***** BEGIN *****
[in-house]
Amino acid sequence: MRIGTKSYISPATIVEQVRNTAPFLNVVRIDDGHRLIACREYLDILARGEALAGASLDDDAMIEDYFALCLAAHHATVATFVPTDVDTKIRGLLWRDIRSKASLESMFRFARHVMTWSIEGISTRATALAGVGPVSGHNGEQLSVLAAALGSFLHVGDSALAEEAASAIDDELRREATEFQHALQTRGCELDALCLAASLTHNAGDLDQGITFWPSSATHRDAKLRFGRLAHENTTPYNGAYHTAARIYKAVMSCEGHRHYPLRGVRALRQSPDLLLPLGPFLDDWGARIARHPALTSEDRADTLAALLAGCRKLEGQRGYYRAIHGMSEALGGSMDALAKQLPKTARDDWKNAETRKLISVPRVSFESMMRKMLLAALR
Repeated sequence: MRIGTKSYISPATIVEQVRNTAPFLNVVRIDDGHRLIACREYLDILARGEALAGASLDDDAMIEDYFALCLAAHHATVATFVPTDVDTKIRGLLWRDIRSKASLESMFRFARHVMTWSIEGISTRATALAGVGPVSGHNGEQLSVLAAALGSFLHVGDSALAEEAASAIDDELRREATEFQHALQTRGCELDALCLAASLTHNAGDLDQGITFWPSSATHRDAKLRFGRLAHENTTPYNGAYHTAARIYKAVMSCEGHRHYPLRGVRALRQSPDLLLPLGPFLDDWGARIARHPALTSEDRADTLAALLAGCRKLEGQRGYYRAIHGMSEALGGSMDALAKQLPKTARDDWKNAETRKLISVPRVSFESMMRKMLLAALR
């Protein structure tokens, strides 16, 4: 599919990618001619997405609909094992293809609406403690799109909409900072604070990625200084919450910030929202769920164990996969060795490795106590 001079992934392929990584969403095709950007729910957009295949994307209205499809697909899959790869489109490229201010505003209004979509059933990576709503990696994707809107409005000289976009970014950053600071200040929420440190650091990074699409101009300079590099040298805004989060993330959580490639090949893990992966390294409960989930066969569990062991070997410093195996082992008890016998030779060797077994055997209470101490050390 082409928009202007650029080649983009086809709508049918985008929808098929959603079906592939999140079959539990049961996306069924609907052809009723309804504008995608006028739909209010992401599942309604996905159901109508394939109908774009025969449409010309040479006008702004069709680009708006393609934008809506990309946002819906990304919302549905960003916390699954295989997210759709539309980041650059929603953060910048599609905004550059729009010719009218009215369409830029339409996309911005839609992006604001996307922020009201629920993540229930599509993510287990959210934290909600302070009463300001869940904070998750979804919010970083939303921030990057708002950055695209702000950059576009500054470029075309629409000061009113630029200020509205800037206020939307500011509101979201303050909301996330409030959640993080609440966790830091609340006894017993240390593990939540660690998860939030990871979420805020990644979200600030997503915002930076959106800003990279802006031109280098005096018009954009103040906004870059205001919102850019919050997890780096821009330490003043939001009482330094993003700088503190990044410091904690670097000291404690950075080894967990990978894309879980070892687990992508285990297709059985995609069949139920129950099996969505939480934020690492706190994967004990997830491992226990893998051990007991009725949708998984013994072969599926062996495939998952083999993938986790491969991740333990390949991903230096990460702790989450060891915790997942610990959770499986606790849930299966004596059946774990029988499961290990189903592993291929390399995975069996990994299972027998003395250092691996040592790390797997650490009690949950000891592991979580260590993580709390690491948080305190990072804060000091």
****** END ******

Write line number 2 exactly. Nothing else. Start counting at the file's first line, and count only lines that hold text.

Amino acid sequence: MRIGTKSYISPATIVEQVRNTAPFLNVVRIDDGHRLIACREYLDILARGEALAGASLDDDAMIEDYFALCLAAHHATVATFVPTDVDTKIRGLLWRDIRSKASLESMFRFARHVMTWSIEGISTRATALAGVGPVSGHNGEQLSVLAAALGSFLHVGDSALAEEAASAIDDELRREATEFQHALQTRGCELDALCLAASLTHNAGDLDQGITFWPSSATHRDAKLRFGRLAHENTTPYNGAYHTAARIYKAVMSCEGHRHYPLRGVRALRQSPDLLLPLGPFLDDWGARIARHPALTSEDRADTLAALLAGCRKLEGQRGYYRAIHGMSEALGGSMDALAKQLPKTARDDWKNAETRKLISVPRVSFESMMRKMLLAALR